Trying to do the right thing by providing homeless RV dwellers a place to live puts the trailer park owner into conflict with West Longview (Wash.) city ordinances, reports TDN.com.
When Bonniejean Noblin lost her housing in July, and with nothing more than a duffle bag of clothes and her three cats, she found shelter at Fisher Island RV Park in West Longview.
Owner Leonard Kelly let her move into a trailer with no down payment, she said. The ceiling leaked, it didn’t have heat, and the stove wasn’t hooked up to power. But it was a home.
Last Friday, she and 14 other tenants learned they had five days to move their trailers because Kelly had nearly twice as many RVs on the site as his Cowlitz County permit allowed. County Building and Planning officials were concerned that the overcrowded park could cause a septic system failure, threaten residents’ health and pollute a wetland, which Kelly was filling illegally.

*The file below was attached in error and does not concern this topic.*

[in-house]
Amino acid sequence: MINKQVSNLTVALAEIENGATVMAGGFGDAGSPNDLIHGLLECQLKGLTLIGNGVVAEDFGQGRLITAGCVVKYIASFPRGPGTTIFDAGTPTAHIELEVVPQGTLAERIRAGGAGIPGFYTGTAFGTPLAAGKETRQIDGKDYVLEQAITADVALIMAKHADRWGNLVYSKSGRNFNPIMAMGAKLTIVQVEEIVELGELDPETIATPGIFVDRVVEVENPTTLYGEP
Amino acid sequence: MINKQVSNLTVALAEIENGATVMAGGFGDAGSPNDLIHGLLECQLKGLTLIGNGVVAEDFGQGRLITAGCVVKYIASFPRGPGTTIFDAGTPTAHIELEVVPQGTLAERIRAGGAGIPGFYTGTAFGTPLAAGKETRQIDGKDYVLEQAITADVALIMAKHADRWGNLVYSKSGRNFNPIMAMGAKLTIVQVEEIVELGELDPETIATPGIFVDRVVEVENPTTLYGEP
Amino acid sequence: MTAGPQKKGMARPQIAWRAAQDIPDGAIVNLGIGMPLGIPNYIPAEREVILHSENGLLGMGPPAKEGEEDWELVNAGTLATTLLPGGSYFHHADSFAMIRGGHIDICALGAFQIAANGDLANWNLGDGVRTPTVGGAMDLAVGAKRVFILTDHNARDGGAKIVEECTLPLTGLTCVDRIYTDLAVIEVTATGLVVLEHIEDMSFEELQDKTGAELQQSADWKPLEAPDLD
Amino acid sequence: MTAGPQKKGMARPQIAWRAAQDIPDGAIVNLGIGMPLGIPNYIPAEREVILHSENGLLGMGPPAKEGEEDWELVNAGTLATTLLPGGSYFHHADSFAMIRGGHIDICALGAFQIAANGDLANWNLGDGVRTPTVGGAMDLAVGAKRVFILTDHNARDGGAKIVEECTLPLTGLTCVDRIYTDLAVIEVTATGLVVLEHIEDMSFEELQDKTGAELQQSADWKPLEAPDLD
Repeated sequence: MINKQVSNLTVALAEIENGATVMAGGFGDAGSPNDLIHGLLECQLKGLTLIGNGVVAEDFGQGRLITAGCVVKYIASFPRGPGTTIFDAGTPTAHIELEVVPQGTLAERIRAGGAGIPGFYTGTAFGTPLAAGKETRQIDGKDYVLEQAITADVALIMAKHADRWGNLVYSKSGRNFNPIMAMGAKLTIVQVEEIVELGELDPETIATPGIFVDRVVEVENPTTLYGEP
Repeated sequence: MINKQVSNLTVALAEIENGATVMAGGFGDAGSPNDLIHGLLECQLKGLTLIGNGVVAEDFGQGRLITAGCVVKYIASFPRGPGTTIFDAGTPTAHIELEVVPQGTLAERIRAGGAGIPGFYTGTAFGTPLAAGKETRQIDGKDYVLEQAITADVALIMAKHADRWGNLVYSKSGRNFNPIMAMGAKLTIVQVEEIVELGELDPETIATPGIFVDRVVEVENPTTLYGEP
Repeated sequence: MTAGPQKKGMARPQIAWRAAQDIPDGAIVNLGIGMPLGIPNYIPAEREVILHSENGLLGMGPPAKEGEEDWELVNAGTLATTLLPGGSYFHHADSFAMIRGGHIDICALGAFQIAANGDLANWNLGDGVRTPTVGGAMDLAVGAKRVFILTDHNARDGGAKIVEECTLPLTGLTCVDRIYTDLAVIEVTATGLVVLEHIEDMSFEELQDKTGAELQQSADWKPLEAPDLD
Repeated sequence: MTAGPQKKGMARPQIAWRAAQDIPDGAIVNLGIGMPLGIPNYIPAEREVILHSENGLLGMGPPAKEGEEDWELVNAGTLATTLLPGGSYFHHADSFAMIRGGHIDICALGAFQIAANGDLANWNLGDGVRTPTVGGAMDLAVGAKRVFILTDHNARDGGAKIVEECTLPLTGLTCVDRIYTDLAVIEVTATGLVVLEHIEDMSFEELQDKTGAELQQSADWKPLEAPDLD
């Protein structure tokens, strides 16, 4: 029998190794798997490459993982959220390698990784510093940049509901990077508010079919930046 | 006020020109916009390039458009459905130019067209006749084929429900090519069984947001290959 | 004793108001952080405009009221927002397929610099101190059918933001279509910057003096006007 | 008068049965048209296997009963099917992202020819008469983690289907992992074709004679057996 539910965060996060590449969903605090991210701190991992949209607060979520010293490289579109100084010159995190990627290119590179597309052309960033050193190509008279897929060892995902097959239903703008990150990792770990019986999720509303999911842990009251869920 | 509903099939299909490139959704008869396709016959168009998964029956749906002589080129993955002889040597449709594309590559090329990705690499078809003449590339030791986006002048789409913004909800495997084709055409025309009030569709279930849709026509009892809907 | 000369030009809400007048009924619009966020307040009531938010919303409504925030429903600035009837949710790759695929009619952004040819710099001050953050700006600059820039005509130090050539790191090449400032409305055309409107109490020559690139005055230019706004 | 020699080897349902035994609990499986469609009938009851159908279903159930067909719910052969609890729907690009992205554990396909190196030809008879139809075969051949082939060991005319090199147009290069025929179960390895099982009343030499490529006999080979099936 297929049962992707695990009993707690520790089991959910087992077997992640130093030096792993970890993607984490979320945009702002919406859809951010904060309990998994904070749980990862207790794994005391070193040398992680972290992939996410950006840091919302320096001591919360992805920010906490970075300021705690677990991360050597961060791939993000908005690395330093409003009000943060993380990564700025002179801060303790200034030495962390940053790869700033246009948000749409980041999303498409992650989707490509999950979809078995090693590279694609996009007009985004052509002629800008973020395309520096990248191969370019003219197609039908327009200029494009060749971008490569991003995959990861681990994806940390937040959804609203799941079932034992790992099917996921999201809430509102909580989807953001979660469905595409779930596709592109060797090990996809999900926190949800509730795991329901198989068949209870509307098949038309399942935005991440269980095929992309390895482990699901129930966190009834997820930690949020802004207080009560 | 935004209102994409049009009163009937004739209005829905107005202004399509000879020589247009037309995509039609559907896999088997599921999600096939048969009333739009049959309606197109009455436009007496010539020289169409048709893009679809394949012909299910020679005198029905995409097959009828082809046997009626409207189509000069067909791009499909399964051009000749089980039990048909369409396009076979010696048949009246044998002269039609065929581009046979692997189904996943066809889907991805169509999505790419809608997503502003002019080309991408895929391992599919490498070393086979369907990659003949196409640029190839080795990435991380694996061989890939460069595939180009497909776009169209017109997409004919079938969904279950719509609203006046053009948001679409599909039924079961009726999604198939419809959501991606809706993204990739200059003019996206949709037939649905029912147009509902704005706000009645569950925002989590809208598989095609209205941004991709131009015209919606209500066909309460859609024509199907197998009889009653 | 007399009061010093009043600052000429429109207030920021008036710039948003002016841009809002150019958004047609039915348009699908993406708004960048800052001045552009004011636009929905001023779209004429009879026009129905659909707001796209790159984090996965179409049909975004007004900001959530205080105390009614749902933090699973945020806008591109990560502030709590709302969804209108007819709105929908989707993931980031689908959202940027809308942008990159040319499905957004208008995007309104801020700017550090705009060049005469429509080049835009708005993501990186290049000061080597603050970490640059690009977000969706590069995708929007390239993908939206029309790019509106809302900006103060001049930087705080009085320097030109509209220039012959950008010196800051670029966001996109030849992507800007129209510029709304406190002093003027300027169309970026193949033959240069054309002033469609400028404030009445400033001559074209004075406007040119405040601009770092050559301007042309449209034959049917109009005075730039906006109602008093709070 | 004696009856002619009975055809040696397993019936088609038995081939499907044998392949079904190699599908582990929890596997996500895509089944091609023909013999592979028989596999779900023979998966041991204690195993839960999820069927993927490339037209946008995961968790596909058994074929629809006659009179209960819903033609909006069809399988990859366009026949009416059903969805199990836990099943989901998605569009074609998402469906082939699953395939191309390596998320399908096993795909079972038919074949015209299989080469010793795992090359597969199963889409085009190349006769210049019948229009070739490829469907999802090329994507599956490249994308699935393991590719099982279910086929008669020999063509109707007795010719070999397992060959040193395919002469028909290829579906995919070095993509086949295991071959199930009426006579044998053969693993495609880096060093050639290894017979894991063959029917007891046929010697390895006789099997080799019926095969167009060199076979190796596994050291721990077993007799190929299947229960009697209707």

Kelly said he was trying to provide shelter for struggling people in the tight housing market.
“We just kept adding (trailers) and we kept adding, and we got in trouble. When you get three to seven calls a day from people begging for a place to stay, you try to do the right thing,” he told The Daily News.
The park was permitted for 30 spaces and a mobile home in 1996, and it was in compliance as recently as June 2017, Cowlitz County Building and Planning Deputy Director Ron Melin said Thursday.
Melin said he visited the park on Sept. 4 and found that Kelly had been digging up material in the Longview diking district right-of-way at one end of the site and moving it to the other side to make space for a park expansion. But he was dumping it in wetlands without a permit, a serious environmental violation for multiple agencies, Melin said. And Kelly didn’t have any county permits for the work, so Melin posted a “stop work order” that day.
That same day, Melin said he counted about 55 RVs in the park.
“In that location, they’re right next to a very complex wetland, so there’s the potential for them to overload their septic system. If that fails, not only is it going to be a bad situation health-wise for the people living there, but also for the environment,” Melin said.